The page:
Thursday, 7 January 2010

Happy New Year from Uganda

Welcome to Uganda. This is the constant refrain we have heard since we arrived in this beautiful country a few days ago. Everyone we have met has been very welcoming and pleased to see us. I’ve come to Uganda to visit the developing Methodist Church here as well as to see the work of the MRDF partner organisation Volunteer Action and Development who are based in Kampala. Anne, Jonathan and Matthew have been able to travel with me.

We were fortunate enough to be in Kampala on New Year’s Eve. The many churches were full of people taking part in watch-night services including the National Stadium hosting an all-night prayer service that was broadcast live on national television. As the New Year began we watched from one of the many hills that Kampala is built on as fireworks lit up the sky.

The following morning we travelled further East to Jinja where the Methodist Church is based. It has not always been the case that European Christians have been so welcomed to Uganda, and along the Jinja Road we came across the Namugongo Martyrs’ Shrine. Here marks the site of the torture and burning of 26 (but probably more) Christians on 3 June 1886.

The Bugandan King, Kabaka Mwanga, ordered the execution of a group of Protestant and Catholic men and woman as he was concerned by the influence of emerging Christian groups. They were marched to Namugongo, 12km from Kampala, were they were offered the opportunity to renounce their faith. They refused. Charles Lwanga, the leader of the Catholic contingent was hacked apart and burnt alive and later in the day the remaining martyrs were bound in reed mats and thrown on to a fire.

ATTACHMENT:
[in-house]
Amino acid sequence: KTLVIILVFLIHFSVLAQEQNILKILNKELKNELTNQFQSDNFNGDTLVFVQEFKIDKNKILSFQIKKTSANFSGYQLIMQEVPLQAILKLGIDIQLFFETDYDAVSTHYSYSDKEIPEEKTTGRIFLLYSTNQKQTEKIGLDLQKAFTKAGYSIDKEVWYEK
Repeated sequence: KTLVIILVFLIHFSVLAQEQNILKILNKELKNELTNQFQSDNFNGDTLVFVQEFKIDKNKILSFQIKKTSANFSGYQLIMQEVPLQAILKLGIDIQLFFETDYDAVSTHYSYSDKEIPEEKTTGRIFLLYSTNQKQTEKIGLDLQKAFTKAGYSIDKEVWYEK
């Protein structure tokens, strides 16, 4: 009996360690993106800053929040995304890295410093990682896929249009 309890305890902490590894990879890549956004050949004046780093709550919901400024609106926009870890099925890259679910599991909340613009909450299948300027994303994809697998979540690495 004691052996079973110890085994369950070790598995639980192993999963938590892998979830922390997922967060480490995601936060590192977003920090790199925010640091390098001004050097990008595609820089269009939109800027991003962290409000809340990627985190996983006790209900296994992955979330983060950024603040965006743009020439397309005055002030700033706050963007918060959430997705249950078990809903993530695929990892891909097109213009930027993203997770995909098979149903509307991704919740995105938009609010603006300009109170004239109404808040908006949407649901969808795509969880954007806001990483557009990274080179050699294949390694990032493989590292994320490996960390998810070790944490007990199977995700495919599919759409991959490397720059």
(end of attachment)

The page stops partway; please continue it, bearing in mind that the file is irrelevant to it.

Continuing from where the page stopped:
The event is now marked by a large modern Catholic cathedral and a Church of Uganda Church and memorial area nearby. Here it not only includes a depiction of the pyre but also the hut of the commander who led the burning, and he is said to have been later converted to Christianity himself and baptised as Daniel.

The town of Jinja, where we would be based for the next 3 days, sits on the shore of Lake Victoria. In 1858 John Hanning Speke was the first European to see this beautiful lake and when he returned between 1862-3 he settled on this area of Jinja as the Source of the Nile, although debate continues as to whether this really is the case. We took a small boat out on to the river and were taken to a small island where the lake meets the river, with an area of still water around which the rest of the water flows - this is said to be source of this great river. Whilst on the island we met a large group of Indians accompanied by armed Ugandan guards. They were carrying the Queen’s Commonwealth baton, which was travelling across the world prior to the Commonwealth Games in Delhi in October. It wasn’t something we expected to find at the heart of Africa, but then we were to be pleasantly surprised by a lot of things during our stay in Uganda.

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